It’s been a long stretch with no bloggin’ so today I decided to catch up a bit. I have been über busy as of late with Grad shoots and funerals, plus and impromptu road trip with my boy. So I haven’t been doing much recreational shooting. But this morning after another glorious rain, conditions were perfect to do some raindrop chasing. The D800. For as much as I LOVE my X100s, I won’t soon part from the full frame glory of 36 glorious mega pixels. The color and quality of the images is really superb. Whilst wandering around the yard, I noticed a nearly microscopic spider. And thankfully, she (we’ll call her Charlotte :D) cooperated and I was able to nab a couple of images. There was a slight breeze which really sucks for macro photographers. I was already at IS0 3200 trying to keep a high enough shutter speed to freeze the motion. Tricky business. But super fun! Gotta love Macro. :cool:
Bonus Video! BTS of the complete and utter gong show Macro Photography can be in the wind. Or breeze. heheheheh… :lol:
Today is earth day. Nice green trees, fresh water streams, bumble bees going hither and thither. Not here! We’re still caught in the death grip of winter at the end of April for crying out loud! It’s insane. Riddle me this. Why don’t climate action groups ever hold their meetings in Oxbow?! Nope, it’s always Florida or Hawaii or someplace nice! ;) Come here and get your global warming, it’s buried under 3 feet of snow! :twisted: (more…)
I watched a documentary one time about Shaolin Monks. In the documentary, it showed them all doing super human things like balancing on one toe with 3 other monks on their shoulders, laying on a bed of nails without getting hurt, etc. And for recreation, they all balanced standing on each other in positions that would make Cirque du soleil jealous! To relax these people did this! Incredible! :cool:
I think of Macro Photography in much the same light. For me, it’s a very nice, relaxing, fun kind of photography – that takes the utmost concentration! I’ve noticed it get even more challenging since I got the D800. The slightest movements of the subject render the shot out of focus, even at f/16. I think using DX for macro for so long I got used to the DX look of the photos. It appeared that more was in focus than with a full frame camera, but it’s not true. It’s that there is more photo there with a greater angle of view throwing more out of focus on the edges that simply isn’t there in DX. I put the D800 into DX crop mode and tried it out. Sure enough, both an FX frame and the DX crop frame had the same stuff in focus in the frame. It’s just that there was more in the D800 file to be out of focus. If that makes sense. :D Shoalin Camera Monk time! ;)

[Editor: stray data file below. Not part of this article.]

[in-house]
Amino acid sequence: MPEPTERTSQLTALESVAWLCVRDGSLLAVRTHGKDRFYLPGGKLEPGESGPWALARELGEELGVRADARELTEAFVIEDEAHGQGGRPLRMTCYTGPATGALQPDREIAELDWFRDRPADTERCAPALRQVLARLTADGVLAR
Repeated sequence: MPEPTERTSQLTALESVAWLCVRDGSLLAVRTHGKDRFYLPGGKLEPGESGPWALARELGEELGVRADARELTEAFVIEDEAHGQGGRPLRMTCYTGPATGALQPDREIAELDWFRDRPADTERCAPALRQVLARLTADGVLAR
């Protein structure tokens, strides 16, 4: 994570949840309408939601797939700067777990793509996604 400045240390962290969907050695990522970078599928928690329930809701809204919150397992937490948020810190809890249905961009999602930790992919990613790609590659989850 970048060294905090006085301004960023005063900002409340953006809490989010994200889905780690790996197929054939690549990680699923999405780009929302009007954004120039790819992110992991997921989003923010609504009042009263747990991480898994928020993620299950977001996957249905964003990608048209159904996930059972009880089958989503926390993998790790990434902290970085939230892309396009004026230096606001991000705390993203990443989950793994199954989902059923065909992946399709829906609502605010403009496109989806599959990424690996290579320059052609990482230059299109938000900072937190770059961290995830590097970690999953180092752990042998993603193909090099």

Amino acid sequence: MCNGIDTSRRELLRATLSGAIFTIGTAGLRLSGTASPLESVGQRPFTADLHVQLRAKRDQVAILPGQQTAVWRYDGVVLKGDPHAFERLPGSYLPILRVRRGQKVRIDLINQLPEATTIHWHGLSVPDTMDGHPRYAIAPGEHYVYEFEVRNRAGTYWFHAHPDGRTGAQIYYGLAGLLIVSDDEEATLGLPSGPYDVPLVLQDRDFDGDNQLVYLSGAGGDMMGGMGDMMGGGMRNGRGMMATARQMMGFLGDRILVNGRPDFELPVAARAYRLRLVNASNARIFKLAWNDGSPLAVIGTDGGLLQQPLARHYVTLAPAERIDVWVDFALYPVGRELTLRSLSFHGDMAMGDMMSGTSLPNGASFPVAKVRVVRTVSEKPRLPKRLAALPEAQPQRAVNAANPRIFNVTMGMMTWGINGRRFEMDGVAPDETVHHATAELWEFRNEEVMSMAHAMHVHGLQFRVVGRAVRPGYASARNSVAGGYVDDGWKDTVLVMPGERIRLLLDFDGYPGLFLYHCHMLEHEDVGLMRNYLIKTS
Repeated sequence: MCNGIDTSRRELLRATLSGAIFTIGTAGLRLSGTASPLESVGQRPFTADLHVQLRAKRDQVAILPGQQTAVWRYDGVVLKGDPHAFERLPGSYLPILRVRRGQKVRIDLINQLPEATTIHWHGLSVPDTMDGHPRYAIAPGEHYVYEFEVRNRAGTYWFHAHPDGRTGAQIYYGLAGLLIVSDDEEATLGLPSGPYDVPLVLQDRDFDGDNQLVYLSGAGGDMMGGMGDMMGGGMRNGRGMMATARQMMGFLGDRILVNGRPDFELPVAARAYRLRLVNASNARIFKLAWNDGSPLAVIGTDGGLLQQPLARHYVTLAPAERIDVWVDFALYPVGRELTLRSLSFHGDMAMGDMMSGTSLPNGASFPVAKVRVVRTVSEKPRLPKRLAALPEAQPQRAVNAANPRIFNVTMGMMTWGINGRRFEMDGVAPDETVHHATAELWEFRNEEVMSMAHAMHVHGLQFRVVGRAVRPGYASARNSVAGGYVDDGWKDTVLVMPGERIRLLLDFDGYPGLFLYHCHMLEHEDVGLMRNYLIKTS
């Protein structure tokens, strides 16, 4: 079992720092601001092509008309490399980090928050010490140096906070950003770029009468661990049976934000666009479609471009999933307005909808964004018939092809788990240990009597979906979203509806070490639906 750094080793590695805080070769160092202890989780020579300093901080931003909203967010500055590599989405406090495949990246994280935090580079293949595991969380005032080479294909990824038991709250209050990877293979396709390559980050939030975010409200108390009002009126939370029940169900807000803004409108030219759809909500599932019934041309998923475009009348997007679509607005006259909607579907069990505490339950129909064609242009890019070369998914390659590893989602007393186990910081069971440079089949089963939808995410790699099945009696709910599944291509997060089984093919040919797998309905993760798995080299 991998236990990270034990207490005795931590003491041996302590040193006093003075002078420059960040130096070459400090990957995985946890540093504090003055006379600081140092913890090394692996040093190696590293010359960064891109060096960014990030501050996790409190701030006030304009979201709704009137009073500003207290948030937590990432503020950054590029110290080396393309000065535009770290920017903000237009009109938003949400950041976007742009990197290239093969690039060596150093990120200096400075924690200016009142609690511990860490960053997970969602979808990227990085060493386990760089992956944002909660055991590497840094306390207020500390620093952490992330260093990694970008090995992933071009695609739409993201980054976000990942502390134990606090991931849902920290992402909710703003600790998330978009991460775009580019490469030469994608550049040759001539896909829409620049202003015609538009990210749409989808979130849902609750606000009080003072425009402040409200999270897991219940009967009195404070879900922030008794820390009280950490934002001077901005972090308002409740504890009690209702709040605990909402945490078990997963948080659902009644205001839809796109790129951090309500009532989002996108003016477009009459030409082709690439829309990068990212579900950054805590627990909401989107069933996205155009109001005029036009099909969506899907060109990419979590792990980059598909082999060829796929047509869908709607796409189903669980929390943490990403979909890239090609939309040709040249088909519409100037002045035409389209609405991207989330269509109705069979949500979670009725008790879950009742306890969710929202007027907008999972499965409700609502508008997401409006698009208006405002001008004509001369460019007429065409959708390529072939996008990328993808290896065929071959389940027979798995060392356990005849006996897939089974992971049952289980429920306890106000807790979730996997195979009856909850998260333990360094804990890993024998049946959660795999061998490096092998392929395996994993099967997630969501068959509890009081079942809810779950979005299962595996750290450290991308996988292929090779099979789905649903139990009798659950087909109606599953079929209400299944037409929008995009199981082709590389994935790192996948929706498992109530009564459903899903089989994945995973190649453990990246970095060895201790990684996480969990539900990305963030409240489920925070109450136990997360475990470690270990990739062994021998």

The name of the game today on this dark and dreary cesspool of flat light was macro lichen. It’s the little mosses that grow on trees. And no, they don’t only grow on the north side! ;) heheehhee…… To me, these images look like an alien landscape, especially when you crop way in to 100%!
At lunch today I went out back and nabbed a few shots of some chickadees and redpolls that were coming to my black sunflower seed bonanza. I wanted to see how much you can crop a D800 RAW file. As a rule, I don’t crop anything. I like to fill the frame and have the shot exact in camera. But for this challenge, I wanted to see how the detail would hold up as we crop in on an image. Chickadees and other small song birds have loads of fine feather detail and I couldn’t wait to see how the D800 would do. Truly it is amazing how much information is there in these files. You can see in these shots, one at full size, one at 50% and the third at 100%.
Isn’t that wild? It’s unbelievable! But, all that resolution beats the living tar out of your lenses too. I shot this with a 70-300, Nikon’s el-cheapo telephoto and it shows. The fine details quickly turn to mush-mush. It would be nice to see what a 300 f/2.8 would be like. :cool:
We went for a little adventure today that was close to home. Newborns have a way of halting any and all progress in life. heheheeh… ;) So we grabbed the GPS and went to do a little geocaching. If you’ve never heard of geocaching before, its a high tech treasure hunt using satellites and the internet to locate caches hidden by other people. It’s a super fun, low-cost family activity. We found five caches today and got to see some pretty cool places up in the Moose Mountains and around Kenosee lake. The majority of the caches we found were at old one-room schools. It was neat to drive into the middle of nowhere and bam, there’s a school were oodles of kids went years ago. They’ve become the haunts of birds and coyotes now (and nerds with GPS units). :cool: The last site was in a beautiful open field where we had a picnic and nabbed some photos of the kids. I had a flash with me so we put it to good use in the middle of some dandelions. All in all a super fun day!
EDIT: Here’s the video we made from the day!
I love wildlife photography, but as of late I haven’t done as much as I would like. Mainly I’ve been busy but I also am more interested in doing lighting stuff. But why not add lighting to wildlife? Well, it’s not easy, which is why people don’t do it much. Animals are unpredictable as to where they are going to be at any given time. At least with birds you can feed them. We have a tremendous amount of birds of different species that fly through our yard. But, they all love black sunflower seed! So I put some out and waited. And, I used 3 speedlights to make sure that when they flew in, I’d get some light on them. I used TTL, which I don’t normally do, and it worked pretty good. Letting the camera drive every now and again isn’t so bad! ;)